In the suit, he blames NCSoft, the publisher of his favorite game, Lineage II, for not warning him about the game's "addictive" nature.
According to the suit, Smallwood spent an estimated 20,000 hours on the role-playing game, and claims that he was "unable to function independently in usual daily activities, such as getting up, getting dressed, bathing or communicating with family and friends." A judge deemed the lawsuit worthy of its day in court.
The idea of video game addiction is nothing new, though it has experienced its fair share of controversy. For years, game addiction or overuse has been over-diagnosed and on the rise, according to reports. These so-called addicts have been shown to share traits of autism. Various clinics have opened, and in some cases shock treatment and drugs have been used as treatment.
At the root of the lawsuit lies the question of whether one can really be addicted to video games in the same way that one could become addicted to alcohol. In 2007, the American Medical Association rejected a proposal to classify the overuse of video games, which affects close to 10% of players, as an addiction.
Speaking on the issue of addiction, Rich Taylor, senior vice president of communications and industry affairs at the Entertainment Software Association, a video game industry group, outlined the association's stance on video game addiction:
"The Entertainment Software Association supports the medical and scientific conclusions of mental health experts who already considered this issue," he wrote to WalletPop in an email. "We believe that games, much like other forms of entertainment, should be enjoyed as part of a healthy, well-rounded lifestyle."
This sentiment was also shared by the Entertainment Consumers Association, a nonprofit that represents consumers of interactive entertainment in the U.S. and Canada. ECA president and founder Hal Halpin reacted to news of the lawsuit in an email to WalletPop:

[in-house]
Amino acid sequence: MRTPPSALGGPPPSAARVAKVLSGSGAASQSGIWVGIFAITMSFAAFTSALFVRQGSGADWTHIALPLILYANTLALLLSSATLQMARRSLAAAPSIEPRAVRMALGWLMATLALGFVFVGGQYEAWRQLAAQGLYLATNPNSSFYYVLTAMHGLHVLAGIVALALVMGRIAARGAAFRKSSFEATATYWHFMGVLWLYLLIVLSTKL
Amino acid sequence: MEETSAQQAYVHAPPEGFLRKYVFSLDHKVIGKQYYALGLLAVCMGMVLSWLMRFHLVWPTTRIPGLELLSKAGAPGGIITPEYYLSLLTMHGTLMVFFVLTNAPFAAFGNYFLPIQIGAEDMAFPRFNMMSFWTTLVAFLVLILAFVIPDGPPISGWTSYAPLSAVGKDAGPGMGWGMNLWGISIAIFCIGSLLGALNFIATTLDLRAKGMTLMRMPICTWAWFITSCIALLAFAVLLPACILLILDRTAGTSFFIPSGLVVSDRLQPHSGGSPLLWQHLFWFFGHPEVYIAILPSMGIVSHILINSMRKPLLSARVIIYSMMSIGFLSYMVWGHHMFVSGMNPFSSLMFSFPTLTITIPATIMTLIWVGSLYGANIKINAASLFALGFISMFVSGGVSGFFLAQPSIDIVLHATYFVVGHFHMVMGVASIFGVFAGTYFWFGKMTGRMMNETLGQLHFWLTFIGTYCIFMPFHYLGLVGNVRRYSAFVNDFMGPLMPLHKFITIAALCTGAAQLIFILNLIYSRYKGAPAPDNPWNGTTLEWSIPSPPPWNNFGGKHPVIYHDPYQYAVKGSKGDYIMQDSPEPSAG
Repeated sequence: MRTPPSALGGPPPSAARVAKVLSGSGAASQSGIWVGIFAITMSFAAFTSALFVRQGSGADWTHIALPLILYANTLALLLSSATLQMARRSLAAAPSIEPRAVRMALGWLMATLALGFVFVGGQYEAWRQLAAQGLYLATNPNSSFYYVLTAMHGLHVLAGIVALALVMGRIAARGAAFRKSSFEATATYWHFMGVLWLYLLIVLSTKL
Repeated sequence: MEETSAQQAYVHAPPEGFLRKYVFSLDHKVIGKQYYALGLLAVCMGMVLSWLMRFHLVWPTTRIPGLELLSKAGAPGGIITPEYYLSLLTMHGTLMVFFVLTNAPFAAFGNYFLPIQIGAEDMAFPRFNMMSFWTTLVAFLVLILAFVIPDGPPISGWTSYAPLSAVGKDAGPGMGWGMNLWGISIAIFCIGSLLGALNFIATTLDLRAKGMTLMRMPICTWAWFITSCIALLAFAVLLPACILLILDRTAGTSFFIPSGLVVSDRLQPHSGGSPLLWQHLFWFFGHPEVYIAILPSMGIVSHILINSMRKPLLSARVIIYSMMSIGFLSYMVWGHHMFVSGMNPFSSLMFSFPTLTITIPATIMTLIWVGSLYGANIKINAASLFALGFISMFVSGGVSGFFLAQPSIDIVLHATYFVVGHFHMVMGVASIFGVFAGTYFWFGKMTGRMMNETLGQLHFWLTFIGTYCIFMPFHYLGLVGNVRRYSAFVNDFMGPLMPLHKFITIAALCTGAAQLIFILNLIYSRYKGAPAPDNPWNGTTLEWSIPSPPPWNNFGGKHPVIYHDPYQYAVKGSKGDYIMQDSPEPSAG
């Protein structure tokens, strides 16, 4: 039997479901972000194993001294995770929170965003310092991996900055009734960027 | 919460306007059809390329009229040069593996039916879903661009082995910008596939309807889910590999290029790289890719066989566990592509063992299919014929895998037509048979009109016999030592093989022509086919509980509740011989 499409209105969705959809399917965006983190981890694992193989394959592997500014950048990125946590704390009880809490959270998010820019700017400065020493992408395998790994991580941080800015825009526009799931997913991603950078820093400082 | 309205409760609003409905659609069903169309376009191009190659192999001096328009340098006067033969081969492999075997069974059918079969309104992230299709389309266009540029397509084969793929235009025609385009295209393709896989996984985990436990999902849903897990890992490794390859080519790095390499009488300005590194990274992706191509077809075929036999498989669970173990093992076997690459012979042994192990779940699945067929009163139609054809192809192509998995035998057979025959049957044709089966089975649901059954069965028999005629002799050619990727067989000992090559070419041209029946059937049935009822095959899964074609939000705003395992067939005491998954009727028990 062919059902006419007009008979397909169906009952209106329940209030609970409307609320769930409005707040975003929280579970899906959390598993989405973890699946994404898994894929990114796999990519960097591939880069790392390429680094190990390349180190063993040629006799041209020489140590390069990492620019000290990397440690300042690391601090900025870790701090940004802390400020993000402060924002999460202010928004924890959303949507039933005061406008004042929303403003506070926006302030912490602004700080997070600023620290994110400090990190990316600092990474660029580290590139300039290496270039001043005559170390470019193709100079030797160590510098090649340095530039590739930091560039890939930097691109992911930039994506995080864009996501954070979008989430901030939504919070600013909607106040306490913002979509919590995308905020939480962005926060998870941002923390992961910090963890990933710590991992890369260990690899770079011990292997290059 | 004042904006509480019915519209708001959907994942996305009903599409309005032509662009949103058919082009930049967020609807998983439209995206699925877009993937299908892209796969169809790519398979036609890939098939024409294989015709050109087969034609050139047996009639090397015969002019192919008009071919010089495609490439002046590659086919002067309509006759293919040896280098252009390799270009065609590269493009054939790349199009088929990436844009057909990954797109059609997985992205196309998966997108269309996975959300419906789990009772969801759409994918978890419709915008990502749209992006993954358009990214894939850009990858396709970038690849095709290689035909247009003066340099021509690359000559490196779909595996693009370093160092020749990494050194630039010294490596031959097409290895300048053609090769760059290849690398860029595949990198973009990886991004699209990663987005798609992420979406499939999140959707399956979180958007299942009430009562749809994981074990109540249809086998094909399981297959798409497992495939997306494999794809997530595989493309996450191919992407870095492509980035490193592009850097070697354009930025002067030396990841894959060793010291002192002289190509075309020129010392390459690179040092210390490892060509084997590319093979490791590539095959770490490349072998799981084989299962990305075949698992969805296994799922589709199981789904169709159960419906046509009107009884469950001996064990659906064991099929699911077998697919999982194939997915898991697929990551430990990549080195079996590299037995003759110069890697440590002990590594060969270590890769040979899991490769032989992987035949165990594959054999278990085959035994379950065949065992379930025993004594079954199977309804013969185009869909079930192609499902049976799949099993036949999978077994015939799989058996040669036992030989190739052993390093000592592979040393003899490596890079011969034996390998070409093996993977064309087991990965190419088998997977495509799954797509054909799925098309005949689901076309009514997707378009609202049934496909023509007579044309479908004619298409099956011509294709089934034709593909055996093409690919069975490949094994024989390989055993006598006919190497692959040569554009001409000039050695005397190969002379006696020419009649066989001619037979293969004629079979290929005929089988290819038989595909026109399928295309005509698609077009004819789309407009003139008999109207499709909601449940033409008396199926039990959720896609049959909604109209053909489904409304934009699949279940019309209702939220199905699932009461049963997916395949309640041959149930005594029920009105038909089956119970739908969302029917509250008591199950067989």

"The term 'Game Addiction' is nothing more than baseless media hype used to goose ratings and garner funding for researchers who clearly have a bias for the medium," Halpin wrote. "That we may see a civil case using it as grounds for a suit is saddening -- not simply because our court system is already over-taxed, but because there's as much blame for NCSoft creating a compelling game as there would be for Paramount in creating a compelling film and TV franchise with Star Trek."
Even though video game addiction is not a recognized psychological disorder, there are treatment centers that specialize in helping those gamers who can't help themselves. ReSTART, an Internet addiction recovery program, also deals with the "excessive use" of video game use. The organization operates a 45-day, $14,500, treatment for individuals who are " ... having problems controlling use of electronic media and have not been successful at change on their own."
On the industry side, more games are urging gamers to take breaks when playing. One example can be found while playing certain games on the Nintendo Wii, which after a period of use will ask the user, "Why don't you take a break?"
The lawsuit in part alleges that the lack of a warning about the addictive nature of video games contributed to Smallwood's problem, and calls for a stronger way to warn consumers. Might we be seeing a cigarette-like warning label on video games anytime in the future? Probably not, says Halpin, "because you don't see anything remotely similar for movies or TV shows."
According to Wired.com, the attorney for South Korean-based NCSoft again asked the judge to dismiss the case in a filing last week.